Since the arrival of NATO in Kosovo, more than 250,000 non-Albanians have been expelled. In other words, ethnic cleansing was carried out. On 17 March 2004, under the eyes of NATO troops, Kosovo Albanians started attack against Kosovo Serbs. That was the largest unrest since war on Kosovo 1998 – 1999. The official reason for unrest was the drowning of two Albanian children in a river in the village of Cabra, for whose death the Albanian media and politicians blamed Serbs from a neighboring village Zupca. In fact, it was just an exuse for ethnic cleansing of Serbs. Everything was done with the tacit approval of the West. During the unrest it is estimated that some 4,000 Serbs were expelled from their homes throughout Kosovo. During the pogrom, 28 people were killed, 35 Orthodox monasteries were destroyed or desecrated, and about 930 Serbian homes were burned and destroyed. In addition to public condemnations of all international actors, many participants have remained unpunished to this date. A small group that was punished, was punished with a smashingly low penalties.

The same thing happened in Macedonia. On August 31, 2001, Aleksandar Damovski, director of the most circulating Macedonian daily Dnevnik, gave the following information for the portal “BH Dani”: ”Currently in Macedonia there are 60,000 Macedonians outside their homes, not with their own will. They were expelled from their own homes by Albanian extremists operating in the territory of Macedonia. The pressure on Macedonians, on the territory where the Albanian minority is in the majority, is getting bigger and bigger every day. Macedonians in Tetovo and Gostivar are locked in their homes, they can not get out…”

Basically, the Albanian question is artificially imposed. Today, the Greater Albania project is not just an extremist idea, but a project that enjoys the support of the United States, Great Britain, Germany, France and can count on the support of some Islamic circles. So far, US has invested heavily in the project of Greater Albania, so it is not realistic to expect changes on this issue in US policy. Namely, the US project of the creation of a large Albania has entered in the active phase after the breakup of the Socialist Federal Republic of Yugoslavia. Since than to the present days has been implemented by military and diplomatic means.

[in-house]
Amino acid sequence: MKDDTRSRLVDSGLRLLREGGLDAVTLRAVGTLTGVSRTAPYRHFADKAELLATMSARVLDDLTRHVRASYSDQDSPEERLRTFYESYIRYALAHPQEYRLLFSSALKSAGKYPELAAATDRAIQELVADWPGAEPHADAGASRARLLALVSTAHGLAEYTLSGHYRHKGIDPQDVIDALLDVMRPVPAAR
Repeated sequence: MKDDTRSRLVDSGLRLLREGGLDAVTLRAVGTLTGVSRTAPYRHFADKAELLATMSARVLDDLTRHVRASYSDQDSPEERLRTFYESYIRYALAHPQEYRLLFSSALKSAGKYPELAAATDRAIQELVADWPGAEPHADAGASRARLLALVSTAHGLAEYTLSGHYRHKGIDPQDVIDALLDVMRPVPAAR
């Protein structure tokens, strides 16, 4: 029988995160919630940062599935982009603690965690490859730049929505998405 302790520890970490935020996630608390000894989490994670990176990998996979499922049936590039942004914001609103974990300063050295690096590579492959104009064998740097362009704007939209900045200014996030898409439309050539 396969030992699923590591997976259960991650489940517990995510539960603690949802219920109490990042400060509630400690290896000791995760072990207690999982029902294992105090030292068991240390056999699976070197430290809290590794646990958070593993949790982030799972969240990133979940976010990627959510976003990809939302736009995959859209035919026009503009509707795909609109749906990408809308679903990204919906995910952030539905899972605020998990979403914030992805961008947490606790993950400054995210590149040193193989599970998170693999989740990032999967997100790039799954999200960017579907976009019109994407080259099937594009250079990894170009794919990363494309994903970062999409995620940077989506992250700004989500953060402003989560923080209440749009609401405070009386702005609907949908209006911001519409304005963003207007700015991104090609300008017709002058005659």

Of course, there is a history of US and NATO engagement in the Balkans and should be payed attention to several key points:

1. The role of US and NATO in civil wars in Croatia and Bosnia, active fight against Serbs as well as sanctions against Serbia, which significantly weakened Serbia.

2. NATO bombing of Serbia in 1999, and occupation of Kosovo.

3. A colour revolution that took place in Serbia on 5th October 2000, that meant a quiet occupation of Serbia, with wich started the destruction of powerful Serbian army, that in the war had embarrassed NATO.

4. A short war in Macedonia and Ohrid Agreement which was imposed to Macedonians, as a US project that began the process of “political” reforms in Macedonia through constitutional changes and the adoption of a number of new laws that provided much greater power to Albanians in Macedonia.